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Systematics and the Phylogenetic Revolution

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1 Systematics and the Phylogenetic Revolution
Chapter 23

2 Introduction All organisms: Are composed of one or more cells
Carry out metabolism Transfer energy with ATP Encode hereditary information in DNA Tremendous diversity of life Bacteria-----whales----sequoia trees Biologists group organisms based on shared characteristics

3 Systematics Since fossil records are not complete, scientists rely on other types of evidence to establish the best hypothesis of evolutionary relationships Systematics: the study of evolutionary relationships Phylogeny: a hypothesis about patterns of relationship among species

4 Systematics Darwin envisioned that all species were descended from a single common ancestor He depicted this history of life as a branching tree. Now called a cladogram

5 Systematics Twigs of a tree represent existing species
Joining of twigs and branches reflects the pattern of common ancestry back in time to a single common ancestor Darwin called this process “descent with modification”

6 Phylogenies depict evolutionary relationships
Systematics Phylogenies depict evolutionary relationships

7 Systematics Key to interpreting a phylogeny: look at how recently species share a common ancestor Similarity may not accurately predict evolutionary relationships Early systematists relied on the expectation that the greater the time since two species diverged from a common ancestor, more different would be

8 Systematics Evolution can occur rapidly at one time and slowly at another (punctuated and gradual evolution)

9 Systematics Oscillating selection: Traits can evolve in one direction, then back the other way Evolution is not always divergent: convergent evolution Use similar habitats Similar environmental pressures Evolutionary reversal: process in which a species re-evolves the characteristics of an ancestral species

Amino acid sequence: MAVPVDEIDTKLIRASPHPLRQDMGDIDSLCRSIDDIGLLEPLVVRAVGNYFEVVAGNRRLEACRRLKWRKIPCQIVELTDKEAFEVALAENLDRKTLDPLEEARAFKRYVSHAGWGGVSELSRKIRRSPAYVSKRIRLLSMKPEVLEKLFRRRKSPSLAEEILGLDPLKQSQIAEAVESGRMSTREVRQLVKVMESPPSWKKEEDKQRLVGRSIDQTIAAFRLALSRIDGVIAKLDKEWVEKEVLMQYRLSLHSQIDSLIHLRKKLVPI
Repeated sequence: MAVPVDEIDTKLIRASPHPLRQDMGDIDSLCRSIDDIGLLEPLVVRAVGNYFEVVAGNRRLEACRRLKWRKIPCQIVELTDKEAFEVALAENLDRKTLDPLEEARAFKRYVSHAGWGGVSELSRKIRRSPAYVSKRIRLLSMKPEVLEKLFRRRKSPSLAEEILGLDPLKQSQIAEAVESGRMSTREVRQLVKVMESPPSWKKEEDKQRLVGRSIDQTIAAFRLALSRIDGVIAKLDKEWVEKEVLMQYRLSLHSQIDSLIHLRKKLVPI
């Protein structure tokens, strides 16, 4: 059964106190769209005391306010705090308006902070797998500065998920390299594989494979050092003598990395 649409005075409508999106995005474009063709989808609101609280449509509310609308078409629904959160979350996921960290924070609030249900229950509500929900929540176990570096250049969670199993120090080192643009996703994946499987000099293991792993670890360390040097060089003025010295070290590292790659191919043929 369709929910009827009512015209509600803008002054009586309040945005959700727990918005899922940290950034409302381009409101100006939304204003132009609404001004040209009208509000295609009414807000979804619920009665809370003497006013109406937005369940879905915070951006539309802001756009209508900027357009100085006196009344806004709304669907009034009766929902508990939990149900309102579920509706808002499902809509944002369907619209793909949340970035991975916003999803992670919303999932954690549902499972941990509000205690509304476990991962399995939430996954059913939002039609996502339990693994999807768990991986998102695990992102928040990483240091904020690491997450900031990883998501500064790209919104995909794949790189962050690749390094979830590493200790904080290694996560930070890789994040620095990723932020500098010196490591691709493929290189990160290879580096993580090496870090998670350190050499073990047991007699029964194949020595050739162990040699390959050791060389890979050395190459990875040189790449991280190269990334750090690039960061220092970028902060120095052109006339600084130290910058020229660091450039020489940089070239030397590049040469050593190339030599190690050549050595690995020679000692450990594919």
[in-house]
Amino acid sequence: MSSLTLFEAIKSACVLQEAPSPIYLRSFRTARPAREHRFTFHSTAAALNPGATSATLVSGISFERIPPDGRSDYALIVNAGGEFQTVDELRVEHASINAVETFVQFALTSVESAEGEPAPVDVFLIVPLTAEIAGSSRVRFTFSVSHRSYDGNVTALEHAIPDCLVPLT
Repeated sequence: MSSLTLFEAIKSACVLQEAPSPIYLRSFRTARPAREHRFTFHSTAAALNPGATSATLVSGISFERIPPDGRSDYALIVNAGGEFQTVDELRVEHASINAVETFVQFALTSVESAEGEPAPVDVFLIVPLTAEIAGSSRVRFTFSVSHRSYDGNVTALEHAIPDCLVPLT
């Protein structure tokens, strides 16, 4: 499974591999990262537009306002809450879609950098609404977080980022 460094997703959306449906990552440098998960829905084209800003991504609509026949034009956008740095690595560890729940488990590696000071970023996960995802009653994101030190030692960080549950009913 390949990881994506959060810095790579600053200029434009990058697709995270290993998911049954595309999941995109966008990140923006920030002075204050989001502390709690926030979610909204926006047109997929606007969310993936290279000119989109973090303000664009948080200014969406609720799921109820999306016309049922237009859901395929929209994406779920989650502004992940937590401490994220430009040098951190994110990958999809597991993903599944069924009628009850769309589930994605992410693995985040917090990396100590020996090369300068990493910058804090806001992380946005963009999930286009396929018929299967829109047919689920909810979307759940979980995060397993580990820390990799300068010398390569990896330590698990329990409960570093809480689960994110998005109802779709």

10 Cladistics Derived characteristic: similarity that is inherited from the most recent common ancestor of an entire group Ancestral: similarity that arose prior to the common ancestor of the group In cladistics, only shared derived characters are considered informative about evolutionary relationships To use the cladistic method character variation must be identified as ancestral or derived

11 Cladistics Characters can be any aspect of the phenotype
Morphology - Physiology Behavior - DNA Characters should exist in recognizable character states Example: Teeth in amniote vertebrates has two states, present in most mammals and reptiles and absence in birds and turtles

12 Cladistics Examples of ancestral versus derived characters
Presence of hair is a shared derived feature of mammals Presence of lungs in mammals is an ancestral feature; also present in amphibians and reptiles

13 Cladistics Determination of ancestral versus derived
First step in a manual cladistic analysis is to polarize the characters (are they ancestral or derived) Example: polarize “teeth” means to determine presence or absence in the most recent common ancestor

14 Cladistics Outgroup comparison is used to assign character polarity
A species or group of species not a member of the group under study is designated as the outgroup Outgroup species do not always exhibit the ancestral condition

15 Cladistics When the group under study exhibits multiple character states, and one of those states is exhibited by the outgroup, then that state is ancestral and other states are derived Most reliable if character state is exhibited by several different outgroups

16 Cladistics Following the character state-outgroup method
Presence of teeth in mammals and reptiles is ancestral Absence of teeth in birds and turtles is derived

17 Cladistics Construction of a cladogram Polarize characteristics
Clade: species that share a common ancestor as indicated by the possession of shared derived characters Clades are evolutionary units and refer to a common ancestor and all descendants Synapomorphy: a derived character shared by clade members

18 Cladistics A simple cladogram is a nested set of clades
Plesiomorphies: ancestral states Symplesiomorphies: shared ancestral states, not informative about phylogenetics.


20 Cladistics